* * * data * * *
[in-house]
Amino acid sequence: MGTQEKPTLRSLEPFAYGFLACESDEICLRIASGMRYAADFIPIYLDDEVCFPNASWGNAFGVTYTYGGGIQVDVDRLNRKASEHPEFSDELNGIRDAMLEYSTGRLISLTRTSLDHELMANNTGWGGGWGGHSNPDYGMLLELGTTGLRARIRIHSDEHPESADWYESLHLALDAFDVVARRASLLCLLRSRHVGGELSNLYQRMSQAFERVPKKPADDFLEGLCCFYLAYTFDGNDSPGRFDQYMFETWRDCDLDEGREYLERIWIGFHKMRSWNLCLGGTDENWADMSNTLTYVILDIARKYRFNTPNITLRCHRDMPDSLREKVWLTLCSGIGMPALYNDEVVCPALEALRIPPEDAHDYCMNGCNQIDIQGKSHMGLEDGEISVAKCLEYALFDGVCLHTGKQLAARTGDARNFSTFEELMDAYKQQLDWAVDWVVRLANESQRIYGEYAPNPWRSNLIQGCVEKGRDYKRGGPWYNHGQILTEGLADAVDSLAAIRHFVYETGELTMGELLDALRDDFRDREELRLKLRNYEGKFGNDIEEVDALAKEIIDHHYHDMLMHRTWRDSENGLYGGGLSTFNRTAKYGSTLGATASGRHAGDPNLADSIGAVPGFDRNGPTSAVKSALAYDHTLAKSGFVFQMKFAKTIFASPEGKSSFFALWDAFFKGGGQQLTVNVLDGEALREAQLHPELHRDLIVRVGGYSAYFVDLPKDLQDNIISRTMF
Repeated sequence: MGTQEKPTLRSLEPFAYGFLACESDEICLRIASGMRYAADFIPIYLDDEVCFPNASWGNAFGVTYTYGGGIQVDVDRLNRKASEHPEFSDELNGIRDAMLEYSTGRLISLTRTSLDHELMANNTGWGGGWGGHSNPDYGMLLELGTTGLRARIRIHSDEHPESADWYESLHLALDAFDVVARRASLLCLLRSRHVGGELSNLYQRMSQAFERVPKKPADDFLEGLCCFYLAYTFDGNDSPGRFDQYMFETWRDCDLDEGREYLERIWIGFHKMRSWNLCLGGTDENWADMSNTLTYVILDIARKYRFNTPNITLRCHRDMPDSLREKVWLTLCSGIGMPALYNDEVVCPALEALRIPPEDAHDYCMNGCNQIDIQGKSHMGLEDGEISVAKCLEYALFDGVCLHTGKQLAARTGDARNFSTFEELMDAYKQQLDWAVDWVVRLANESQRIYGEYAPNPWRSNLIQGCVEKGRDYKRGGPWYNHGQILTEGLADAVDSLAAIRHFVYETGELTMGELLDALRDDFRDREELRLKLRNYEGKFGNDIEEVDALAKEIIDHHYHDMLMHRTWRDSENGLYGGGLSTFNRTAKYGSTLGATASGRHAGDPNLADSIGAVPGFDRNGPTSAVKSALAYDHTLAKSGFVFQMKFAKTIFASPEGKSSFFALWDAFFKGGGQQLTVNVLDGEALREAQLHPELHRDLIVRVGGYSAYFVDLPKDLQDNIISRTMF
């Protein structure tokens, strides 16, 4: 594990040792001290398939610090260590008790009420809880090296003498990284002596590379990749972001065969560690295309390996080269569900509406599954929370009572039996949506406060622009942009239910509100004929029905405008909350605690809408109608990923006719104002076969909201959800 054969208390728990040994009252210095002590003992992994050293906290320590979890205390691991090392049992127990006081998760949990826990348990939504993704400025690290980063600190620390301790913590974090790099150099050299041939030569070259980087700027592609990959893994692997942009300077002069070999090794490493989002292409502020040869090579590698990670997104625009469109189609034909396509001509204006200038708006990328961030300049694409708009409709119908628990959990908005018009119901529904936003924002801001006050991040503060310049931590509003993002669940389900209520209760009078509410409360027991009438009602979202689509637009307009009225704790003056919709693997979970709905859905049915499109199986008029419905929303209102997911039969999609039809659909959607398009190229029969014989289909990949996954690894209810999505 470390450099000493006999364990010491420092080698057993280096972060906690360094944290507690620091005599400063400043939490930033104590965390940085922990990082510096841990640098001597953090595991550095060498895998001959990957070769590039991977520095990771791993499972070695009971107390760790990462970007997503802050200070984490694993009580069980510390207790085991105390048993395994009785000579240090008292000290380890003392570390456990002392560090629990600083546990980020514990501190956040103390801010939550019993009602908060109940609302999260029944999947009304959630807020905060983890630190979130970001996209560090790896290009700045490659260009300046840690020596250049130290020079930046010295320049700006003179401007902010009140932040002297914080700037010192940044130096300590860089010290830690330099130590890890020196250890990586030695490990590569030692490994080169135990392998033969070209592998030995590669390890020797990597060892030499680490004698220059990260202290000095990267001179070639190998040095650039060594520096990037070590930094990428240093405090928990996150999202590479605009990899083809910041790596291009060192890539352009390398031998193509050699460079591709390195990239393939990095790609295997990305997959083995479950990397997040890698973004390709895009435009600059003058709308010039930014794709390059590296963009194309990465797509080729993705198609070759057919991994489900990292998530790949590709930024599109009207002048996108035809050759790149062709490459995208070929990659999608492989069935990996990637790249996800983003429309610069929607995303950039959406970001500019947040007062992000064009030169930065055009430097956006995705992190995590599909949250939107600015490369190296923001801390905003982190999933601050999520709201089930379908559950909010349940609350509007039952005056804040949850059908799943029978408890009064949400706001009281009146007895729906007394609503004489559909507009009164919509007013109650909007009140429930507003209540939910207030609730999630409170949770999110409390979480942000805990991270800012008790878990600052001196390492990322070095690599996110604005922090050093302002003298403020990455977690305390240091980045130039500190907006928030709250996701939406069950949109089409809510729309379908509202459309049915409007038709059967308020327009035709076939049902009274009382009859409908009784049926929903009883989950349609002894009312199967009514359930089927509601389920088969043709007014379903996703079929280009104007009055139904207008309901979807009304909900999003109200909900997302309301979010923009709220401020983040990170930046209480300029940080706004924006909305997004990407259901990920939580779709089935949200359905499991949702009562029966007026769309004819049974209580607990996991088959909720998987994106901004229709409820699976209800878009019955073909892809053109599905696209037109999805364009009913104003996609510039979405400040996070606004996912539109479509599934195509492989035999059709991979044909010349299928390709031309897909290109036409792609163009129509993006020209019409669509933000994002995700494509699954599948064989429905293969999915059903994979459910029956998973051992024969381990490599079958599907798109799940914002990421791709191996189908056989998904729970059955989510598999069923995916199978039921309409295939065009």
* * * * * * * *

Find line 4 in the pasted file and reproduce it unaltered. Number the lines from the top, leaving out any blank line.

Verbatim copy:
């Protein structure tokens, strides 16, 4: 594990040792001290398939610090260590008790009420809880090296003498990284002596590379990749972001065969560690295309390996080269569900509406599954929370009572039996949506406060622009942009239910509100004929029905405008909350605690809408109608990923006719104002076969909201959800 054969208390728990040994009252210095002590003992992994050293906290320590979890205390691991090392049992127990006081998760949990826990348990939504993704400025690290980063600190620390301790913590974090790099150099050299041939030569070259980087700027592609990959893994692997942009300077002069070999090794490493989002292409502020040869090579590698990670997104625009469109189609034909396509001509204006200038708006990328961030300049694409708009409709119908628990959990908005018009119901529904936003924002801001006050991040503060310049931590509003993002669940389900209520209760009078509410409360027991009438009602979202689509637009307009009225704790003056919709693997979970709905859905049915499109199986008029419905929303209102997911039969999609039809659909959607398009190229029969014989289909990949996954690894209810999505 470390450099000493006999364990010491420092080698057993280096972060906690360094944290507690620091005599400063400043939490930033104590965390940085922990990082510096841990640098001597953090595991550095060498895998001959990957070769590039991977520095990771791993499972070695009971107390760790990462970007997503802050200070984490694993009580069980510390207790085991105390048993395994009785000579240090008292000290380890003392570390456990002392560090629990600083546990980020514990501190956040103390801010939550019993009602908060109940609302999260029944999947009304959630807020905060983890630190979130970001996209560090790896290009700045490659260009300046840690020596250049130290020079930046010295320049700006003179401007902010009140932040002297914080700037010192940044130096300590860089010290830690330099130590890890020196250890990586030695490990590569030692490994080169135990392998033969070209592998030995590669390890020797990597060892030499680490004698220059990260202290000095990267001179070639190998040095650039060594520096990037070590930094990428240093405090928990996150999202590479605009990899083809910041790596291009060192890539352009390398031998193509050699460079591709390195990239393939990095790609295997990305997959083995479950990397997040890698973004390709895009435009600059003058709308010039930014794709390059590296963009194309990465797509080729993705198609070759057919991994489900990292998530790949590709930024599109009207002048996108035809050759790149062709490459995208070929990659999608492989069935990996990637790249996800983003429309610069929607995303950039959406970001500019947040007062992000064009030169930065055009430097956006995705992190995590599909949250939107600015490369190296923001801390905003982190999933601050999520709201089930379908559950909010349940609350509007039952005056804040949850059908799943029978408890009064949400706001009281009146007895729906007394609503004489559909507009009164919509007013109650909007009140429930507003209540939910207030609730999630409170949770999110409390979480942000805990991270800012008790878990600052001196390492990322070095690599996110604005922090050093302002003298403020990455977690305390240091980045130039500190907006928030709250996701939406069950949109089409809510729309379908509202459309049915409007038709059967308020327009035709076939049902009274009382009859409908009784049926929903009883989950349609002894009312199967009514359930089927509601389920088969043709007014379903996703079929280009104007009055139904207008309901979807009304909900999003109200909900997302309301979010923009709220401020983040990170930046209480300029940080706004924006909305997004990407259901990920939580779709089935949200359905499991949702009562029966007026769309004819049974209580607990996991088959909720998987994106901004229709409820699976209800878009019955073909892809053109599905696209037109999805364009009913104003996609510039979405400040996070606004996912539109479509599934195509492989035999059709991979044909010349299928390709031309897909290109036409792609163009129509993006020209019409669509933000994002995700494509699954599948064989429905293969999915059903994979459910029956998973051992024969381990490599079958599907798109799940914002990421791709191996189908056989998904729970059955989510598999069923995916199978039921309409295939065009």